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Optimising the trade-offs between biodiversity value and human value

Final Activity Report Summary - HUMAN-BIOD TRADEOFFS (Optimising the trade-offs between biodiversity value and human value)

The main aim of this project was to advance knowledge on the trade-offs between biodiversity conservation and value development. It investigated the shape of this relationship, and how it is affected by the units employed to measure human and biodiversity values, and the spatial implications of these trade-offs.

The project investigated the shape of the relationship between biodiversity and human development, both from a conceptual perspective and by exploring different case-studies. The spatial implications of these trade-offs were investigated at scales ranging from the entire Brazilian Amazon to the neighbourhood of individual protected areas. The project has furthermore contributed to advancing the field of conservation science, with an emphasis on the global scale, by investigating approaches for measuring conservation effectiveness, by highlighting key conservation challenges and actions, and by contributing with developments for conservation planning. Throughout, the project was at the interface between conservation science and socio-economic sciences.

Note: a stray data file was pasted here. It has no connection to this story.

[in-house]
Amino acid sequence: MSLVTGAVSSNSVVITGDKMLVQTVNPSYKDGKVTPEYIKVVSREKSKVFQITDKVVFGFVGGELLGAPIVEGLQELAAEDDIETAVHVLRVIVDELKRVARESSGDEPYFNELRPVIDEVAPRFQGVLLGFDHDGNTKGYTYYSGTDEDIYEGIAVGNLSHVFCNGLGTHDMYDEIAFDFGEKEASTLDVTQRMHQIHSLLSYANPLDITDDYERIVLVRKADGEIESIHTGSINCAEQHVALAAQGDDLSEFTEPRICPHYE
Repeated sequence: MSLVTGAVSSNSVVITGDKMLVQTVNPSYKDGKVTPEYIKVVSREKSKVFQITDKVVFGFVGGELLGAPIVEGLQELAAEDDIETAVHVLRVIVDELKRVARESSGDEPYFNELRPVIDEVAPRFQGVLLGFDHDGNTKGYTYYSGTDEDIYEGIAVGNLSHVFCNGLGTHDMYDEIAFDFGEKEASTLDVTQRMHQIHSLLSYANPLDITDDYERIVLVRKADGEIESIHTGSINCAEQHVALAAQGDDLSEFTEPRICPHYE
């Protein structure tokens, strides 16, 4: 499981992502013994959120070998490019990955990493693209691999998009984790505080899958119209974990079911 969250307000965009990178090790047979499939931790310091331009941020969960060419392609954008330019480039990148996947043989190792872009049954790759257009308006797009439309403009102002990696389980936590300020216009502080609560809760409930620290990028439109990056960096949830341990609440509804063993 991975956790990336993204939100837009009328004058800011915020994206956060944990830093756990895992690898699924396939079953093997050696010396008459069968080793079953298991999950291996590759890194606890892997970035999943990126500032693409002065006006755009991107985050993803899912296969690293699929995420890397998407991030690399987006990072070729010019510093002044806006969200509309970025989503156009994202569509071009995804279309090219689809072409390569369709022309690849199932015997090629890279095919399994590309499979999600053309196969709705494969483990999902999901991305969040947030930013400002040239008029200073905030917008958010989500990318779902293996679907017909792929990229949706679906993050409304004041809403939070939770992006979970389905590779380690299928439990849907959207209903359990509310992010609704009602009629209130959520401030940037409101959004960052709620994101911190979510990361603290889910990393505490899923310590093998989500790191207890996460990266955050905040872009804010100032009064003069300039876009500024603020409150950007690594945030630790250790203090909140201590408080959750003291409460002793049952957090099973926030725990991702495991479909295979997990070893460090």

The main analysis within this project was an evaluation of trade-offs between human development and biodiversity conservation in the Amazonian deforestation frontier. The Amazon is globally renowned for its biodiversity value and for its influence in climate regulation and geochemical cycles. Within Brazil, however, it is also renowned for being one of the country's poorest regions. Economic development is typically pursued - often with active government encouragement - through conversion of forest for agriculture and cattle-ranching, mediated by logging. I investigated whether such path brings lasting prosperity by using data on nearly 300 municipalities to analyse how the human development index varies across the deforestation frontier. I found a boom-and-bust trajectory: relative development increases as deforestation begins, but then declines again as the frontier passes through.

As a result, pre- and post-frontier levels of development are similarly low. I found the same trajectory for each of the separate components of the human development index: life expectancy, literacy, and standard of living. This study is one of the largest quantitative tests to date of the trade-offs between economic development and nature conservation, and has potentially profound implications for managing the worlds' largest rainforest, highlighting the need for alternative development strategies.